in that of Dr. Gibson, was thoroughly sustained by Mr Hume in after life.
Mr James Bisset acted a most important part in carrying out
the views of the Reformers by the counsel which he gave, as well as by his
writings in the Review, and his appeals to the patriotism and public spirit
of his townsmen; but none drew the attention of public men, or fastened the
eyes of all upon him, so much as Provost Bumes, for in the appearances that
he made in Edinburgh before the convention of royal burghs, he astonished
the lawyers, whom he is said to have equalled in forensic powers. He was one
who possessed in an eminent degree suavity of manner, with persuasive force;
and if it had not been for him, the convention itself might have retraced
its steps. A writer in the Montrose Review, for 1818, with the signature of
“Meg Merilees” labours to prove that the Prince Regent was not the channel
by which the right of corporations should have been regulated, but
parliament. Sir A. Hamilton, though fully acknowledging and bewailing the
corrupt state of the burghs, took the same line of argument in his plaoe in
parliament; but the Prince Regent, acting for the king, and by the advice of
his constitutional advisers, the Lord Advocate and the law officers of
crown, granted a warrant for a new set of the burgh, and as the kings at
firfet granted these charters, they had certainly a right to see that their
intentions were given effect to, and as law is the science which teaches
justice, Lord Gifford took the same view. If law is a science, it has fixed
principles, which are deeply imbedded in the mind of every lawyer; and if it
were not so, and we had nothing but party to guide us, there would be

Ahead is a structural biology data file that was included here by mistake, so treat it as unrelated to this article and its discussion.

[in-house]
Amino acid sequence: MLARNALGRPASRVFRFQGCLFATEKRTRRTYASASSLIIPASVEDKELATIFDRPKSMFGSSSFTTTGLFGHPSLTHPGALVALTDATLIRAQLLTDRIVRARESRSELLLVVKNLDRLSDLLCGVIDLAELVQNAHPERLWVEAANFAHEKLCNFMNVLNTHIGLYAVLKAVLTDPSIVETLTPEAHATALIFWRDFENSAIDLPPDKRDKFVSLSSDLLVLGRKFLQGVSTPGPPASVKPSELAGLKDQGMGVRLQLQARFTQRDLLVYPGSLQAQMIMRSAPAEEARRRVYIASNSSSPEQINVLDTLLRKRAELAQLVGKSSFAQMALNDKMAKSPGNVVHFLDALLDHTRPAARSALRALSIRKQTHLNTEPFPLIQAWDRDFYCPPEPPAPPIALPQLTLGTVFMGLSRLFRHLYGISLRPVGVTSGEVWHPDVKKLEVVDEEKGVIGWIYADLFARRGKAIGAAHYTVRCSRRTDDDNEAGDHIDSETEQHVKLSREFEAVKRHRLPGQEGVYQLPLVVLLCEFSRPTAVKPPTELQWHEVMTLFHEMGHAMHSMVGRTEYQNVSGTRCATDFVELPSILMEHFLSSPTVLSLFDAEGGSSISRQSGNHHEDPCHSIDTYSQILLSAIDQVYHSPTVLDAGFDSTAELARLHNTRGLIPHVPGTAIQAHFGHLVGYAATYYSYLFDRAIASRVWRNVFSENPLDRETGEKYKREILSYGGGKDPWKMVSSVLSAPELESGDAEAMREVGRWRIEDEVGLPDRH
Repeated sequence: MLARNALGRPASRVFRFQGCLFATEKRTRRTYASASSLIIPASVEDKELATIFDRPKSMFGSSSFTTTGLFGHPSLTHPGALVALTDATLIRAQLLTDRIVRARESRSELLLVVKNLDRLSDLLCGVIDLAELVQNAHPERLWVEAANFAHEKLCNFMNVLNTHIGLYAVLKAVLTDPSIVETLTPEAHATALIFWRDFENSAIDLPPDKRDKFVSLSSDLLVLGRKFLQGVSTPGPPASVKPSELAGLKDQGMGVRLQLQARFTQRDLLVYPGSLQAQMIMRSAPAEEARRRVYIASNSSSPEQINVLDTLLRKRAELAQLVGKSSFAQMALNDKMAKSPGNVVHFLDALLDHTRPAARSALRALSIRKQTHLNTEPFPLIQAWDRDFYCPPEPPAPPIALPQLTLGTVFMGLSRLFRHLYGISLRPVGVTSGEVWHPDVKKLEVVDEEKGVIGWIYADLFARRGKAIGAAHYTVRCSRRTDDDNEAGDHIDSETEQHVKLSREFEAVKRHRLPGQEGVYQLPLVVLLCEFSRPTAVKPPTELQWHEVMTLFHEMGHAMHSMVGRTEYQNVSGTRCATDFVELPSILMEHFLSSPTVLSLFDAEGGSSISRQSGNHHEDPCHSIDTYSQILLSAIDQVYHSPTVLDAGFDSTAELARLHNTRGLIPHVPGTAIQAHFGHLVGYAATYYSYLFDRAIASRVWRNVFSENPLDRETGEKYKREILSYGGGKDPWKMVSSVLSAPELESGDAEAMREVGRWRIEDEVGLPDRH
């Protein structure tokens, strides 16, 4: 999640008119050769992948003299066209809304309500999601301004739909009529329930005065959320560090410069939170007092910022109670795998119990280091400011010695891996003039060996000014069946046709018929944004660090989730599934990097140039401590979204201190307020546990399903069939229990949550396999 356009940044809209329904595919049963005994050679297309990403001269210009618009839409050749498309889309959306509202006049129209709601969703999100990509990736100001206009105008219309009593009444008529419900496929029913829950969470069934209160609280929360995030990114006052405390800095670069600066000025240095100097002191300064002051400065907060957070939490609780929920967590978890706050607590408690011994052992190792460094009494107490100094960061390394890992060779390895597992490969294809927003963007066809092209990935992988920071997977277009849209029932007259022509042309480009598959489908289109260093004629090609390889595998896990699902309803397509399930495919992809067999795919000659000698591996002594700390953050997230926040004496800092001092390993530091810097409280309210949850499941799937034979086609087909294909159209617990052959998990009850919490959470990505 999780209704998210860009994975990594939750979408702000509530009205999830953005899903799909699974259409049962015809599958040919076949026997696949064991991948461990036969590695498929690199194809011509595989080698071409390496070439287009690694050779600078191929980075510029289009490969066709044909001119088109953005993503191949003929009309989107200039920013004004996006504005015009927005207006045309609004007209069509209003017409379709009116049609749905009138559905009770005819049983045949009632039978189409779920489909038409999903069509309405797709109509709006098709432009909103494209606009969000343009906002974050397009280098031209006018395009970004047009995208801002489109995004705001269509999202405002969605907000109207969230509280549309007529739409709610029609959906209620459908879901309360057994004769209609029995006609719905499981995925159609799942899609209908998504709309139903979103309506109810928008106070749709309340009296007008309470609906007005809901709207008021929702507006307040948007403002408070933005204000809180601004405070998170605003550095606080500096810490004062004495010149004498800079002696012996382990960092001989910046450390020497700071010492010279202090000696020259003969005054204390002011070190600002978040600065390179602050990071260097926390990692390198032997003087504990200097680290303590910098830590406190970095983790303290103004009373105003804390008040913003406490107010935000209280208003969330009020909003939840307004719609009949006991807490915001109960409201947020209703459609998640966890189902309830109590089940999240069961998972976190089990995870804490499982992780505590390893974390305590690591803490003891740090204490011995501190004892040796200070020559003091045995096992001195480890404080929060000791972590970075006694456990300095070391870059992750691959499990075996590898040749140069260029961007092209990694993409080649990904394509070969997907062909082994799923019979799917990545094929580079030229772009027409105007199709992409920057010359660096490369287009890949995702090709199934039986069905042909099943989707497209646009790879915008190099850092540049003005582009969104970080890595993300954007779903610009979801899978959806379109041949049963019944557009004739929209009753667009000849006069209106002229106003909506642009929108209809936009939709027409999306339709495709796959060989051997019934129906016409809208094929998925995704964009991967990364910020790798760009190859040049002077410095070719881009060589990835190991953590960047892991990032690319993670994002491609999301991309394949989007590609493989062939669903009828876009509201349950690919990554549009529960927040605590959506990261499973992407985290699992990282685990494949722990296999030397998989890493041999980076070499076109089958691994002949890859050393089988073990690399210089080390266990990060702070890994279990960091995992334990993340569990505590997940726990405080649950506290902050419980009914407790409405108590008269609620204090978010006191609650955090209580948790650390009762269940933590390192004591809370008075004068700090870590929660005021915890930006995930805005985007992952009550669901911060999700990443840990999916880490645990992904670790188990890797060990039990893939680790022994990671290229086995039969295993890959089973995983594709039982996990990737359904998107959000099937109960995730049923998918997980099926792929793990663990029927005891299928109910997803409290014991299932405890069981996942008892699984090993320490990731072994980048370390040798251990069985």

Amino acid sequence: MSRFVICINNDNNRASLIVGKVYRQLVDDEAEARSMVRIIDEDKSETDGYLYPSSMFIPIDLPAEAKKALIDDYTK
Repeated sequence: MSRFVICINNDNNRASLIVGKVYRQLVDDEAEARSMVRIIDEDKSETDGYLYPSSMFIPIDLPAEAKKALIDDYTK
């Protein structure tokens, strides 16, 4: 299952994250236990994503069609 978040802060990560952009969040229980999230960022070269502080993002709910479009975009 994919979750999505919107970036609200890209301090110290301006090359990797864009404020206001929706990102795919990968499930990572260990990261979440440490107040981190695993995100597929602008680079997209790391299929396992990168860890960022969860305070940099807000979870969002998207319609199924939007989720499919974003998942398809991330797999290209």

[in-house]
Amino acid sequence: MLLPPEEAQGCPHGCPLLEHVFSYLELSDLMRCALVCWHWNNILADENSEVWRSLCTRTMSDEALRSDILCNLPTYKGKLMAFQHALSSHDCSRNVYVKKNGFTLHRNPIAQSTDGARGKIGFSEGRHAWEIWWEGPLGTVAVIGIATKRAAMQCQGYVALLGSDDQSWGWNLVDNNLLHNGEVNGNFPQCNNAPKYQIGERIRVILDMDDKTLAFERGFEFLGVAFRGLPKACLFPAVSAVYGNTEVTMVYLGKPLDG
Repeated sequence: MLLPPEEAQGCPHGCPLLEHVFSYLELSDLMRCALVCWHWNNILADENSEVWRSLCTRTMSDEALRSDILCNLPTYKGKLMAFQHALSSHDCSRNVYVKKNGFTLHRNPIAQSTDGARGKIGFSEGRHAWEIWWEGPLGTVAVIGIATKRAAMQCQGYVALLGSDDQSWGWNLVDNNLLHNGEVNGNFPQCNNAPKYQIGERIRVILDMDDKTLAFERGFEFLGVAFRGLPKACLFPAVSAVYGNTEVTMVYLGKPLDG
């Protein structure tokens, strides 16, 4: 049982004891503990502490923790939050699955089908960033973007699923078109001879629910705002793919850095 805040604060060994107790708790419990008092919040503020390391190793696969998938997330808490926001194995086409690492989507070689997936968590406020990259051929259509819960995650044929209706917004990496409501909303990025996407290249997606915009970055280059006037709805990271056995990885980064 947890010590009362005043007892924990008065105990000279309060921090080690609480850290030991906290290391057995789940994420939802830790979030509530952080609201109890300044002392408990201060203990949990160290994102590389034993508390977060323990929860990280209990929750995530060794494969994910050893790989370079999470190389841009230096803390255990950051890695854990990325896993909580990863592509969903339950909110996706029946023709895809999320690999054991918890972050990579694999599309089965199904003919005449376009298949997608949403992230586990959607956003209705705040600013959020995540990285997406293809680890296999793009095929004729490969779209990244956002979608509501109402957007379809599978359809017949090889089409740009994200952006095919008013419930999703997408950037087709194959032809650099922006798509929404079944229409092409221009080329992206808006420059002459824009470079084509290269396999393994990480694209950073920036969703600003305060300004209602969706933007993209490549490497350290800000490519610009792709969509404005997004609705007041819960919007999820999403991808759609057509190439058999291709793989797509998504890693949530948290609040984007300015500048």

nothing sure, for whatever party was most powerful would dictate the laws,
to maintain its own ascendancy. The Montrose Review for the year 1818,
particularly is full of compliments to Montrose, for the part she took in
opening up the Scotch Burghs; for we find in the London, Edinburgh, and
provincial papers, many notices to that effect; and as a proof that the
Prince Regent acted wisely, we have parliament at last following up tardily
years afterwards in the same direction, though not to the same extent in the
general Reform Bill. And the people of Montrose well deserved all the praise
they got, for they went prudently to work, and all concerned, , it may be
said, were satisfied. The three Commissioners also, appointed by the Prince,
viz., the Sheriffs of Forfar, Perth, and Kincardine-shires (Mr Duff, Mr
Forbes, and Mr Douglas), in very eloquent addresses, complimented the
electors and elected on the propriety of their conduct during the whole
election, and explained to the magistrates and citizens their duties. The
names of the councillors were:—Charles Barclay, John Dorward, William
Anderson, William Ross, William Caird, Thomas Dougal, James Clark, George
Shepherd, David Whyte, Alexander Smart, James Burnes, James Crawford, John
M'Gregor, Dr. Gibson, James Birnie. James Burnes, Esq., Dean of Guild,
gained his election by a majority of 5. His assessors werePatrick Mason,
Robert Smith, William Anderson, David Buchan, George Shand, William Smart.
The Commissioners met again on Thursday, at Two o’clock when the New Council
appeared before them, and elected the following Magistrates and
Office-Bearers, Charles Barclay, Esq., Provost; James Clark, Esq., George